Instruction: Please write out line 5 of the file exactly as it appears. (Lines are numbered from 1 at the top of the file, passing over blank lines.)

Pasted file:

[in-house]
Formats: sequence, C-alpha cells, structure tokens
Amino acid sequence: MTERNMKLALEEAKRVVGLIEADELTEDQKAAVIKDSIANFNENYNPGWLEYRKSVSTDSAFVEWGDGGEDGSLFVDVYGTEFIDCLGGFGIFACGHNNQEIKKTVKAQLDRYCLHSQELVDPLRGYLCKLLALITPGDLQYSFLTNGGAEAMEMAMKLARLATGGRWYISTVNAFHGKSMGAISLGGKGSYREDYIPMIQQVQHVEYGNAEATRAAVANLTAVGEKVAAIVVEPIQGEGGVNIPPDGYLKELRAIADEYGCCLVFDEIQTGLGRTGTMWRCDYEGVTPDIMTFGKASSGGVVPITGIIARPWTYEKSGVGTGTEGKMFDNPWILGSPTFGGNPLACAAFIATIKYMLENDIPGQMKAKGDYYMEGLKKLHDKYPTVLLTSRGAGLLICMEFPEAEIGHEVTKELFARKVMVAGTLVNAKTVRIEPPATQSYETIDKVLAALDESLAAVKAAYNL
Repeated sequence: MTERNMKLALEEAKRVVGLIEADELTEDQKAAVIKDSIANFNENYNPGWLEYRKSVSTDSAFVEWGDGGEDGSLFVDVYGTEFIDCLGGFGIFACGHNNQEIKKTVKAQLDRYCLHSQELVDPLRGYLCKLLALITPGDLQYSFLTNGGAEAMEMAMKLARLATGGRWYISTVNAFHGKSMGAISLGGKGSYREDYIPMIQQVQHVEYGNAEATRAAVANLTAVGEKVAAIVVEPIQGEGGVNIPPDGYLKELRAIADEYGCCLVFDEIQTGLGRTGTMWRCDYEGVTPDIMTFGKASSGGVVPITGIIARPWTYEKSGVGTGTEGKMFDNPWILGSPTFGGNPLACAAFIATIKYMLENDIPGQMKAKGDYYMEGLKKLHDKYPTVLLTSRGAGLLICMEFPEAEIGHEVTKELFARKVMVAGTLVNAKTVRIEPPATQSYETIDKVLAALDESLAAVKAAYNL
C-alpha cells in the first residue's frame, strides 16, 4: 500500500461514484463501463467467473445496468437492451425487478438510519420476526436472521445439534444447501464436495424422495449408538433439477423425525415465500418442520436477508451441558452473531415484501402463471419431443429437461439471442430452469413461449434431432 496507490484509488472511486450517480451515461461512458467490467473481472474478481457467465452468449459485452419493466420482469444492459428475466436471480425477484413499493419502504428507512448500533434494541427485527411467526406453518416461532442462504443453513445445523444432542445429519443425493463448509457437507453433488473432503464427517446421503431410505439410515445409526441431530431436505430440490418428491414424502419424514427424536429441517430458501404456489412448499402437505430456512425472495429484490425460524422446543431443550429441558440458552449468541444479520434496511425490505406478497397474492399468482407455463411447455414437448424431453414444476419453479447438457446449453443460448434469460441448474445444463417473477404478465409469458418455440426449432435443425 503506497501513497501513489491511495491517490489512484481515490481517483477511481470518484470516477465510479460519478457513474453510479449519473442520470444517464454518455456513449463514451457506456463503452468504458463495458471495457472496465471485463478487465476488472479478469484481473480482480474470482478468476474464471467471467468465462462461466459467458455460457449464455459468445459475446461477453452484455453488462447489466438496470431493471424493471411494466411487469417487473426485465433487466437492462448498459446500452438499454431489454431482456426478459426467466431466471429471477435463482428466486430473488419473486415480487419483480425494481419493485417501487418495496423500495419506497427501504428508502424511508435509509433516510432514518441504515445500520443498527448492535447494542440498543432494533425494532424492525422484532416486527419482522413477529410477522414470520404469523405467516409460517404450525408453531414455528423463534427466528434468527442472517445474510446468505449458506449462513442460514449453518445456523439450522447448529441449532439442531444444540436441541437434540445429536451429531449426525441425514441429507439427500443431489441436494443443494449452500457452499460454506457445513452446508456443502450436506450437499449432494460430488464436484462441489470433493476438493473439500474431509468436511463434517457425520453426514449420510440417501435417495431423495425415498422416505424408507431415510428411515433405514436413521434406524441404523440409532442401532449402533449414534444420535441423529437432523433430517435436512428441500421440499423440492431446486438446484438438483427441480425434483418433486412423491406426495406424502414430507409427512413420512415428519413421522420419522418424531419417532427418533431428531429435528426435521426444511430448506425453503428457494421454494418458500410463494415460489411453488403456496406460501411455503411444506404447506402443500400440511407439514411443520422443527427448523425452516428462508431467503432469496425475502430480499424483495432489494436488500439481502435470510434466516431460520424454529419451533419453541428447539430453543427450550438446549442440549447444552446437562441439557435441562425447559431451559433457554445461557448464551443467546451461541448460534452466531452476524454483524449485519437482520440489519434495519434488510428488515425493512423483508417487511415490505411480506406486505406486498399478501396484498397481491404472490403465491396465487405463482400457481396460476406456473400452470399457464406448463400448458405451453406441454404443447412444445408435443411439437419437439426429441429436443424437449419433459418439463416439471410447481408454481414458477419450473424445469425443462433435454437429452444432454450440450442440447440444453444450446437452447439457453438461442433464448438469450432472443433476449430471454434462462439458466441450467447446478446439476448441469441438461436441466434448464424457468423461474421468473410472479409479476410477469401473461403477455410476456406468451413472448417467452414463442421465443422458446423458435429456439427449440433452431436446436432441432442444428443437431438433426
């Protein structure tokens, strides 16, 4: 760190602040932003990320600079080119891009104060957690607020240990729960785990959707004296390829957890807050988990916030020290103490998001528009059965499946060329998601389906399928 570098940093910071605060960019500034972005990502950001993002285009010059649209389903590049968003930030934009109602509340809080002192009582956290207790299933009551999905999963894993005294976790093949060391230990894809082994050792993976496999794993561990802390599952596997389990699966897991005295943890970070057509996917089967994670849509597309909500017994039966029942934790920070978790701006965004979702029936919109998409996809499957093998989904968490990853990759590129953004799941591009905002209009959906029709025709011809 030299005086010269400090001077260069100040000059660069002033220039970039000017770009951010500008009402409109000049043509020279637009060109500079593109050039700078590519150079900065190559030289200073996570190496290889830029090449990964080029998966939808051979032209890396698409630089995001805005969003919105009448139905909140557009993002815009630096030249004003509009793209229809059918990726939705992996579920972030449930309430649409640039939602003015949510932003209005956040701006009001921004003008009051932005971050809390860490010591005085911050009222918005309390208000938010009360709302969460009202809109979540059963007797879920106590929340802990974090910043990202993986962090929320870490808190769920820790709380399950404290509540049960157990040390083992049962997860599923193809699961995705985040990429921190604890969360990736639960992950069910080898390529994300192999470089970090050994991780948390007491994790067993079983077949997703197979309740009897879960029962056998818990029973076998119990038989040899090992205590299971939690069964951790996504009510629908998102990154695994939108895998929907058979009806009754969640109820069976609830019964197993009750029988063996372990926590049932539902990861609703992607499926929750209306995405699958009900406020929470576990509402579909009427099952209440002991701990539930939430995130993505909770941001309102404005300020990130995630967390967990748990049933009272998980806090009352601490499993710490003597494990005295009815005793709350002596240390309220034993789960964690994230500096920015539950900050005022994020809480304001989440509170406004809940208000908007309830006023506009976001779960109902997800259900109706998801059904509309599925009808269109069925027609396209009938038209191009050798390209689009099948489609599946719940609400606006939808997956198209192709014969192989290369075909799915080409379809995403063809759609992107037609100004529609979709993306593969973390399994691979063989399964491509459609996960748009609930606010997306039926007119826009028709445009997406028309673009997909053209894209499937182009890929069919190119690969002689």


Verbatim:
C-alpha cells in the first residue's frame, strides 16, 4: 500500500461514484463501463467467473445496468437492451425487478438510519420476526436472521445439534444447501464436495424422495449408538433439477423425525415465500418442520436477508451441558452473531415484501402463471419431443429437461439471442430452469413461449434431432 496507490484509488472511486450517480451515461461512458467490467473481472474478481457467465452468449459485452419493466420482469444492459428475466436471480425477484413499493419502504428507512448500533434494541427485527411467526406453518416461532442462504443453513445445523444432542445429519443425493463448509457437507453433488473432503464427517446421503431410505439410515445409526441431530431436505430440490418428491414424502419424514427424536429441517430458501404456489412448499402437505430456512425472495429484490425460524422446543431443550429441558440458552449468541444479520434496511425490505406478497397474492399468482407455463411447455414437448424431453414444476419453479447438457446449453443460448434469460441448474445444463417473477404478465409469458418455440426449432435443425 503506497501513497501513489491511495491517490489512484481515490481517483477511481470518484470516477465510479460519478457513474453510479449519473442520470444517464454518455456513449463514451457506456463503452468504458463495458471495457472496465471485463478487465476488472479478469484481473480482480474470482478468476474464471467471467468465462462461466459467458455460457449464455459468445459475446461477453452484455453488462447489466438496470431493471424493471411494466411487469417487473426485465433487466437492462448498459446500452438499454431489454431482456426478459426467466431466471429471477435463482428466486430473488419473486415480487419483480425494481419493485417501487418495496423500495419506497427501504428508502424511508435509509433516510432514518441504515445500520443498527448492535447494542440498543432494533425494532424492525422484532416486527419482522413477529410477522414470520404469523405467516409460517404450525408453531414455528423463534427466528434468527442472517445474510446468505449458506449462513442460514449453518445456523439450522447448529441449532439442531444444540436441541437434540445429536451429531449426525441425514441429507439427500443431489441436494443443494449452500457452499460454506457445513452446508456443502450436506450437499449432494460430488464436484462441489470433493476438493473439500474431509468436511463434517457425520453426514449420510440417501435417495431423495425415498422416505424408507431415510428411515433405514436413521434406524441404523440409532442401532449402533449414534444420535441423529437432523433430517435436512428441500421440499423440492431446486438446484438438483427441480425434483418433486412423491406426495406424502414430507409427512413420512415428519413421522420419522418424531419417532427418533431428531429435528426435521426444511430448506425453503428457494421454494418458500410463494415460489411453488403456496406460501411455503411444506404447506402443500400440511407439514411443520422443527427448523425452516428462508431467503432469496425475502430480499424483495432489494436488500439481502435470510434466516431460520424454529419451533419453541428447539430453543427450550438446549442440549447444552446437562441439557435441562425447559431451559433457554445461557448464551443467546451461541448460534452466531452476524454483524449485519437482520440489519434495519434488510428488515425493512423483508417487511415490505411480506406486505406486498399478501396484498397481491404472490403465491396465487405463482400457481396460476406456473400452470399457464406448463400448458405451453406441454404443447412444445408435443411439437419437439426429441429436443424437449419433459418439463416439471410447481408454481414458477419450473424445469425443462433435454437429452444432454450440450442440447440444453444450446437452447439457453438461442433464448438469450432472443433476449430471454434462462439458466441450467447446478446439476448441469441438461436441466434448464424457468423461474421468473410472479409479476410477469401473461403477455410476456406468451413472448417467452414463442421465443422458446423458435429456439427449440433452431436446436432441432442444428443437431438433426